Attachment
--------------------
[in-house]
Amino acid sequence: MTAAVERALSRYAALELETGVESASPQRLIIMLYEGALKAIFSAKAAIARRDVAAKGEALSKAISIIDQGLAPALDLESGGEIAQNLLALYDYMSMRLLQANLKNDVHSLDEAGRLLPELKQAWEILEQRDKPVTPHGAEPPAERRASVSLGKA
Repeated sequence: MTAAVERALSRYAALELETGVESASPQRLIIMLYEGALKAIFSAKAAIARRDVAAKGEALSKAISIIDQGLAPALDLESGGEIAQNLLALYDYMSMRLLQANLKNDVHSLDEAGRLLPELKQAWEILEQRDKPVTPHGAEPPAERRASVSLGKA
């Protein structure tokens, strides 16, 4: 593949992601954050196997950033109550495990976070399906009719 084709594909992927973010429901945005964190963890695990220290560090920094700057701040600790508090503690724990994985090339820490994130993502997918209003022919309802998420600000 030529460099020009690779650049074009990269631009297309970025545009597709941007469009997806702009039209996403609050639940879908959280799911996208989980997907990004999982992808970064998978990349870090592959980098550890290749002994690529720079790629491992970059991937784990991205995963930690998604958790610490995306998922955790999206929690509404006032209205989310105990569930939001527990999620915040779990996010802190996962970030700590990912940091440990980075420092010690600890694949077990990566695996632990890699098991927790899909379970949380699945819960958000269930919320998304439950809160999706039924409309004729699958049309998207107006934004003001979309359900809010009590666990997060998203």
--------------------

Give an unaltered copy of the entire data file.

[in-house]
Amino acid sequence: MTAAVERALSRYAALELETGVESASPQRLIIMLYEGALKAIFSAKAAIARRDVAAKGEALSKAISIIDQGLAPALDLESGGEIAQNLLALYDYMSMRLLQANLKNDVHSLDEAGRLLPELKQAWEILEQRDKPVTPHGAEPPAERRASVSLGKA
Repeated sequence: MTAAVERALSRYAALELETGVESASPQRLIIMLYEGALKAIFSAKAAIARRDVAAKGEALSKAISIIDQGLAPALDLESGGEIAQNLLALYDYMSMRLLQANLKNDVHSLDEAGRLLPELKQAWEILEQRDKPVTPHGAEPPAERRASVSLGKA
């Protein structure tokens, strides 16, 4: 593949992601954050196997950033109550495990976070399906009719 084709594909992927973010429901945005964190963890695990220290560090920094700057701040600790508090503690724990994985090339820490994130993502997918209003022919309802998420600000 030529460099020009690779650049074009990269631009297309970025545009597709941007469009997806702009039209996403609050639940879908959280799911996208989980997907990004999982992808970064998978990349870090592959980098550890290749002994690529720079790629491992970059991937784990991205995963930690998604958790610490995306998922955790999206929690509404006032209205989310105990569930939001527990999620915040779990996010802190996962970030700590990912940091440990980075420092010690600890694949077990990566695996632990890699098991927790899909379970949380699945819960958000269930919320998304439950809160999706039924409309004729699958049309998207107006934004003001979309359900809010009590666990997060998203």